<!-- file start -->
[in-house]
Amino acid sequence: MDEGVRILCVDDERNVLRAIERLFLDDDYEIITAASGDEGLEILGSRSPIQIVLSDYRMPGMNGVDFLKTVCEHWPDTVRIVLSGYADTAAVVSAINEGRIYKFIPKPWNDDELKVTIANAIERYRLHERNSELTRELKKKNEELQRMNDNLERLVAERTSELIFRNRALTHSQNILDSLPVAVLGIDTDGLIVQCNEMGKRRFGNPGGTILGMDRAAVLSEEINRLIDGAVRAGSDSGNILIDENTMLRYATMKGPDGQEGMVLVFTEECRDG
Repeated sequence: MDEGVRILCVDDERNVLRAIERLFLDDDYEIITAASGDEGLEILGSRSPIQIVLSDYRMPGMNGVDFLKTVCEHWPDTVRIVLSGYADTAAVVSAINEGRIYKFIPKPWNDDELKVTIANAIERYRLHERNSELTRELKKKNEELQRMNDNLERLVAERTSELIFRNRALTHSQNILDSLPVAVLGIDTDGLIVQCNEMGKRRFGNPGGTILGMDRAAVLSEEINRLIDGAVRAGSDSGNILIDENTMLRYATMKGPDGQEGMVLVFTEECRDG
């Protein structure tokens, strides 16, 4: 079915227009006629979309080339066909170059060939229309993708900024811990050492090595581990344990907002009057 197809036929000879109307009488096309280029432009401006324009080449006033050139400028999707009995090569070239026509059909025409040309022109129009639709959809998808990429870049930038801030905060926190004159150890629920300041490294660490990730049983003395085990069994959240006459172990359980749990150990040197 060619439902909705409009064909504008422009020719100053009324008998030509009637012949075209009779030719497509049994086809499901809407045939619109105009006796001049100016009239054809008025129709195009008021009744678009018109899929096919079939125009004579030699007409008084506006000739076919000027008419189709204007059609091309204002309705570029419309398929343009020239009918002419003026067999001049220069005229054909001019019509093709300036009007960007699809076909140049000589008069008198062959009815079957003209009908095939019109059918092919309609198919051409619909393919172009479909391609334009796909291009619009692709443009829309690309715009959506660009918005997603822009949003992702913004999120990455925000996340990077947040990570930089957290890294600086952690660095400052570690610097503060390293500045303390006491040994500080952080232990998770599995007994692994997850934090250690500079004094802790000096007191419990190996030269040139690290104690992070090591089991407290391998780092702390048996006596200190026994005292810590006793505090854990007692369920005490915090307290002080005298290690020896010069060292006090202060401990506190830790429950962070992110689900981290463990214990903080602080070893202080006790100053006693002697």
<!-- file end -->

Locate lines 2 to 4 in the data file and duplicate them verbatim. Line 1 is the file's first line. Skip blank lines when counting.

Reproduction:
Amino acid sequence: MDEGVRILCVDDERNVLRAIERLFLDDDYEIITAASGDEGLEILGSRSPIQIVLSDYRMPGMNGVDFLKTVCEHWPDTVRIVLSGYADTAAVVSAINEGRIYKFIPKPWNDDELKVTIANAIERYRLHERNSELTRELKKKNEELQRMNDNLERLVAERTSELIFRNRALTHSQNILDSLPVAVLGIDTDGLIVQCNEMGKRRFGNPGGTILGMDRAAVLSEEINRLIDGAVRAGSDSGNILIDENTMLRYATMKGPDGQEGMVLVFTEECRDG
Repeated sequence: MDEGVRILCVDDERNVLRAIERLFLDDDYEIITAASGDEGLEILGSRSPIQIVLSDYRMPGMNGVDFLKTVCEHWPDTVRIVLSGYADTAAVVSAINEGRIYKFIPKPWNDDELKVTIANAIERYRLHERNSELTRELKKKNEELQRMNDNLERLVAERTSELIFRNRALTHSQNILDSLPVAVLGIDTDGLIVQCNEMGKRRFGNPGGTILGMDRAAVLSEEINRLIDGAVRAGSDSGNILIDENTMLRYATMKGPDGQEGMVLVFTEECRDG
């Protein structure tokens, strides 16, 4: 079915227009006629979309080339066909170059060939229309993708900024811990050492090595581990344990907002009057 197809036929000879109307009488096309280029432009401006324009080449006033050139400028999707009995090569070239026509059909025409040309022109129009639709959809998808990429870049930038801030905060926190004159150890629920300041490294660490990730049983003395085990069994959240006459172990359980749990150990040197 060619439902909705409009064909504008422009020719100053009324008998030509009637012949075209009779030719497509049994086809499901809407045939619109105009006796001049100016009239054809008025129709195009008021009744678009018109899929096919079939125009004579030699007409008084506006000739076919000027008419189709204007059609091309204002309705570029419309398929343009020239009918002419003026067999001049220069005229054909001019019509093709300036009007960007699809076909140049000589008069008198062959009815079957003209009908095939019109059918092919309609198919051409619909393919172009479909391609334009796909291009619009692709443009829309690309715009959506660009918005997603822009949003992702913004999120990455925000996340990077947040990570930089957290890294600086952690660095400052570690610097503060390293500045303390006491040994500080952080232990998770599995007994692994997850934090250690500079004094802790000096007191419990190996030269040139690290104690992070090591089991407290391998780092702390048996006596200190026994005292810590006793505090854990007692369920005490915090307290002080005298290690020896010069060292006090202060401990506190830790429950962070992110689900981290463990214990903080602080070893202080006790100053006693002697």